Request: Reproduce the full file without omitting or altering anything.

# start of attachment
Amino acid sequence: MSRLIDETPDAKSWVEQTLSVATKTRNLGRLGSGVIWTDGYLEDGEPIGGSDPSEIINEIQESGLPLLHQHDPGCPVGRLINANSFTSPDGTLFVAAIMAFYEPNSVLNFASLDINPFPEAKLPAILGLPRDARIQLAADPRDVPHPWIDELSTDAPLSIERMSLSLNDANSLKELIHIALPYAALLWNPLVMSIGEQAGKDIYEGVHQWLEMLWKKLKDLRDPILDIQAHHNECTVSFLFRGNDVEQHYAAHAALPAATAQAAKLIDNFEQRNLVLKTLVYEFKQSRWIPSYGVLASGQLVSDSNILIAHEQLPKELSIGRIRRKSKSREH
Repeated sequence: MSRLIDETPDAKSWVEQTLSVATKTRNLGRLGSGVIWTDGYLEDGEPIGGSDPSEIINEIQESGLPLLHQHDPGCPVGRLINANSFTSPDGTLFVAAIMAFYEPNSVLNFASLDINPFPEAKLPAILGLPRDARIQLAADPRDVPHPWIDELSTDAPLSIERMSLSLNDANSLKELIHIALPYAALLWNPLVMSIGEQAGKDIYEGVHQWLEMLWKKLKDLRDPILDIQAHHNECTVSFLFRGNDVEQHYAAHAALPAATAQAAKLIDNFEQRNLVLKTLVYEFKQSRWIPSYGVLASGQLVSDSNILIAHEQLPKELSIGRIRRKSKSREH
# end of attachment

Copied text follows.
Amino acid sequence: MSRLIDETPDAKSWVEQTLSVATKTRNLGRLGSGVIWTDGYLEDGEPIGGSDPSEIINEIQESGLPLLHQHDPGCPVGRLINANSFTSPDGTLFVAAIMAFYEPNSVLNFASLDINPFPEAKLPAILGLPRDARIQLAADPRDVPHPWIDELSTDAPLSIERMSLSLNDANSLKELIHIALPYAALLWNPLVMSIGEQAGKDIYEGVHQWLEMLWKKLKDLRDPILDIQAHHNECTVSFLFRGNDVEQHYAAHAALPAATAQAAKLIDNFEQRNLVLKTLVYEFKQSRWIPSYGVLASGQLVSDSNILIAHEQLPKELSIGRIRRKSKSREH
Repeated sequence: MSRLIDETPDAKSWVEQTLSVATKTRNLGRLGSGVIWTDGYLEDGEPIGGSDPSEIINEIQESGLPLLHQHDPGCPVGRLINANSFTSPDGTLFVAAIMAFYEPNSVLNFASLDINPFPEAKLPAILGLPRDARIQLAADPRDVPHPWIDELSTDAPLSIERMSLSLNDANSLKELIHIALPYAALLWNPLVMSIGEQAGKDIYEGVHQWLEMLWKKLKDLRDPILDIQAHHNECTVSFLFRGNDVEQHYAAHAALPAATAQAAKLIDNFEQRNLVLKTLVYEFKQSRWIPSYGVLASGQLVSDSNILIAHEQLPKELSIGRIRRKSKSREH